Wall Street dealmakers say Goldman Sachs Group, Inc., may be looking to expand even further into the retail banking business with a major acquisition or merger in the next year that would catapult the white-shoe firm into the business of bringing investment advice to Main Street, FOX Business has learned.
Investment bankers say that senior executives at Goldman have privately discussed the possibility of two major deals: One involves the acquisition of retail brokerage E-Trade Financial Corporation, and the other involves a tie-up with retail banking powerhouse U.S. Bancorp.
Both deals may be a long shot. People say there are no formal discussions inside Goldman to mount merger talks with either party, even if the notion that Goldman would enter into a deal with E-Trade and U.S. Bancorp has been discussed at senior levels. One person close to the matter says E-Trade had shopped itself but Goldman at least once passed on any acquisition, though it’s unclear if the firm would be a buyer at the right price at a later date.
Either move would be significant for Goldman, which built a legacy of serving the investment needs of big companies, the super-wealthy and by trading securities by leveraging its own balance sheet. This business model made Goldman one of the most profitable firms on Wall Street.
But now, Goldman’s business model is under assault and its profitability and size have been shrinking. So-called proprietary trading, once the lifeblood of Goldman’s profit engine, has been curtailed by post-financial crisis regulations. Meanwhile, the profit margins on advising companies on financings have been shrinking, putting pressure on CEO David Solomon.
With that, Goldman has been making a slow but concerted effort to serve small investors where profit margins can be bigger because of the scale of the customer base. In 2016, Goldman launched its online consumer bank Marcus.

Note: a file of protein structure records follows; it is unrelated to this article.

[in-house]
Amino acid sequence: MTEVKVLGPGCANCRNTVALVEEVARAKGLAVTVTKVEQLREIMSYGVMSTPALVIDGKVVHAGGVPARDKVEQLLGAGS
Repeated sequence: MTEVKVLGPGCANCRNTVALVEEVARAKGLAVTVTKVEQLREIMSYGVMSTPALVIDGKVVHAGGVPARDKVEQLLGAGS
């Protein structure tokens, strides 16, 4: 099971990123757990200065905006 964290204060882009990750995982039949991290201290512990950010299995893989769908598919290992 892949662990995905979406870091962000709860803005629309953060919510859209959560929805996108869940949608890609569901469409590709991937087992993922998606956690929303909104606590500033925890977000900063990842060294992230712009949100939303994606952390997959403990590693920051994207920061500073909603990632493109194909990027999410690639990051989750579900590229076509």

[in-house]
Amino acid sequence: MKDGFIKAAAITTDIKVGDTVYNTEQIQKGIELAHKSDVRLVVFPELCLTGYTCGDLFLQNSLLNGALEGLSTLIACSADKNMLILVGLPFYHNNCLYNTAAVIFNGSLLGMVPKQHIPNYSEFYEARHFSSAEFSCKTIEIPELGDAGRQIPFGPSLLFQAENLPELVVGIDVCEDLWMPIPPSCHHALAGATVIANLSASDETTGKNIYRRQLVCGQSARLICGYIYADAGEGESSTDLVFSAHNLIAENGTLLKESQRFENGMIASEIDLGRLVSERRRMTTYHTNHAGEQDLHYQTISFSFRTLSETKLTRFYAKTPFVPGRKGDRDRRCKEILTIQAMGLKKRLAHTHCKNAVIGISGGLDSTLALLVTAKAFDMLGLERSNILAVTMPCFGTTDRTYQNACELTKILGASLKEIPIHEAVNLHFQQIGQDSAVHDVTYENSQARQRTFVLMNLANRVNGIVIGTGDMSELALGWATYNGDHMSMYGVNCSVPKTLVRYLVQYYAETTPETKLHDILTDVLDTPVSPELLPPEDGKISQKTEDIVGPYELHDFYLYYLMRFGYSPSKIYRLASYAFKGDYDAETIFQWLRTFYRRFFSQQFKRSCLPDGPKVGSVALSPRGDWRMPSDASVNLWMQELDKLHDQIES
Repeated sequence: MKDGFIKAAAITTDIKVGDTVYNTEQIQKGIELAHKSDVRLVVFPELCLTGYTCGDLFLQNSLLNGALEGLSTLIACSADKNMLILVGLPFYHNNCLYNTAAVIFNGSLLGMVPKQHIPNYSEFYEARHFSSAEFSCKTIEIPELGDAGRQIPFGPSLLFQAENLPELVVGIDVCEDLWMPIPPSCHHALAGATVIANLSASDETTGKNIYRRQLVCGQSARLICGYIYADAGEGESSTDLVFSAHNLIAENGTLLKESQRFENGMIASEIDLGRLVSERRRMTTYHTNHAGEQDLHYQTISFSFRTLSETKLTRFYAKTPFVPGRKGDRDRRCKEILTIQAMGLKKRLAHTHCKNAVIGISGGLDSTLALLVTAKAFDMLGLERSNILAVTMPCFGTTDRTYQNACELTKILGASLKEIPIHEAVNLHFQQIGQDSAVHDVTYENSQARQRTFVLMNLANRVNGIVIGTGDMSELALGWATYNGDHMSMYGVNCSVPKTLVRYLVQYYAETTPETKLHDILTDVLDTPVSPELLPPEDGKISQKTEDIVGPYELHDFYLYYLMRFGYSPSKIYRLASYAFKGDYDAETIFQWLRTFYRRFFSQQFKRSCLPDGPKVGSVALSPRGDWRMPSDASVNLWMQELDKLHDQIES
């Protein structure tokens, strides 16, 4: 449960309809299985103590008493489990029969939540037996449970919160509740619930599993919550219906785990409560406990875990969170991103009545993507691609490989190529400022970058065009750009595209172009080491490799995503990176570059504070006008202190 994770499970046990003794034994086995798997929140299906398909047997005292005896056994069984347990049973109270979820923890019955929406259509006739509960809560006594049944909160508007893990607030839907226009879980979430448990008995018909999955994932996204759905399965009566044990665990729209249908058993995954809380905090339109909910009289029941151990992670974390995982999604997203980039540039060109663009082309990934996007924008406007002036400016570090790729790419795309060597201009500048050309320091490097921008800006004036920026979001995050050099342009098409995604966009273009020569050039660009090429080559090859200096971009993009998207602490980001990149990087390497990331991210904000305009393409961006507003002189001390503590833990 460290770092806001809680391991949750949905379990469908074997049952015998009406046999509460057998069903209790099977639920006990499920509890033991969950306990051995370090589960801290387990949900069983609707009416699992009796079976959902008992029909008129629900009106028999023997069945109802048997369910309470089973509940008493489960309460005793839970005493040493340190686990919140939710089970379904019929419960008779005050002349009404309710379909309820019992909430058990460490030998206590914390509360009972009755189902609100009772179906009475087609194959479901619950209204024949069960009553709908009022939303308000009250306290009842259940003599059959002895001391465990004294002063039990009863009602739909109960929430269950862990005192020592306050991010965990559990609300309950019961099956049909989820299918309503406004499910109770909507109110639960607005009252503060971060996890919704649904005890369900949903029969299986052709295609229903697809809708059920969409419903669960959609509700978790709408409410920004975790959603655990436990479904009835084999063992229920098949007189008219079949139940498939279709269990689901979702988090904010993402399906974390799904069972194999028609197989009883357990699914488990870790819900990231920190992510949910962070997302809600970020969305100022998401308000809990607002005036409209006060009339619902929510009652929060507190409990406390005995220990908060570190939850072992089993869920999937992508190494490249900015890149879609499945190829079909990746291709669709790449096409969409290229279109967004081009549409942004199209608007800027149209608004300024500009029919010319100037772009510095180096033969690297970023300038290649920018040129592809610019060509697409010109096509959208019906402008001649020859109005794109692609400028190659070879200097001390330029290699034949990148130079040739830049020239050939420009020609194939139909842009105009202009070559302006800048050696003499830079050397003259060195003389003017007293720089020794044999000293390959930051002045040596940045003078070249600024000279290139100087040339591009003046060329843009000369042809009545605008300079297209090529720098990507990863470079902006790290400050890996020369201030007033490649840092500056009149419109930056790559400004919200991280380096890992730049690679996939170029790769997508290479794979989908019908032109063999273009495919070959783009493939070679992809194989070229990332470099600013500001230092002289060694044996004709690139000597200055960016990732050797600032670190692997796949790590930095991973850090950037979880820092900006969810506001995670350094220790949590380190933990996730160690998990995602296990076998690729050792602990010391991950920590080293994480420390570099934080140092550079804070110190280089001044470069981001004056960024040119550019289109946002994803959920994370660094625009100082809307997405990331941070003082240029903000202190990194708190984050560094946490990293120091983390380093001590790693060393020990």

Some investment banking sources say Goldman’s next move will have to be a more dramatic play to branch out into the retail business. E-trade has $346 billion under management and more than 3.5 million accounts, while an acquisition of U.S. Bancorp would provide Goldman with 18.7 million customers and 3,000 branch locations. Goldman’s consumer banking play, Marcus, has over 1.5 million customers but has failed to turn a profit — losing $1.3 billion since its 2016 launch.
In fact, people inside Goldman have long contemplated a merger with U.S. Bancorp, but its market capitalization of $92 billion is roughly the same as Goldman’s $77.2 billion, meaning Goldman may have to give up significant management power in any merger, bankers say. The E-Trade deal would clearly put Goldman into the lead management role since the online brokerage has a market value $9.4 billion, but Goldman isn’t sold on the notion of expanding into discount trading of stocks and bonds by consumers as its future, people with direct knowledge of the matter say.
A Goldman spokesman had no comment; spokesmen for E-Trade and U.S. Bancorp didn’t respond to requests for comment.
“It would make sense for E-Trade to marry a company who can sell many more products to their customers… there is a good deal of logic to this merger,” Dick Bove of Rafferty Capital Markets tells FOX Business. In terms of a tie-up with U.S. Bancorp, Bove said: “The economics say the two companies have to merge.”
Financiers believe Goldman needs a significant deal to gain size and scale to compete against other megabanks like JPMorgan Chase, which has a market value of $400 billion. Acquiring E-Trade or merging with U.S. Bancorp would be one of the quickest ways for Goldman to scale its consumer lending arm by providing Marcus with a wealth of new customers.
Likewise, retail brokerage companies are in the process of adjusting to their own issues — and consolidating. As investors have moved away from trading stocks and bonds and instead are increasingly buying index funds and exchange-traded funds, discount brokerage profits have been squeezed. Making the profit environment even tougher: Firms such as E-Trade, TD Ameritrade and Charles Schwab Corporation have struggled to stay competitive with the advent of no-fee brokerage apps like Robinhood.
As FOX Business reported Thursday, the profit squeeze has prompted merger talks between Schwab and TD Ameritrade in a deal potentially valued at $26 billion.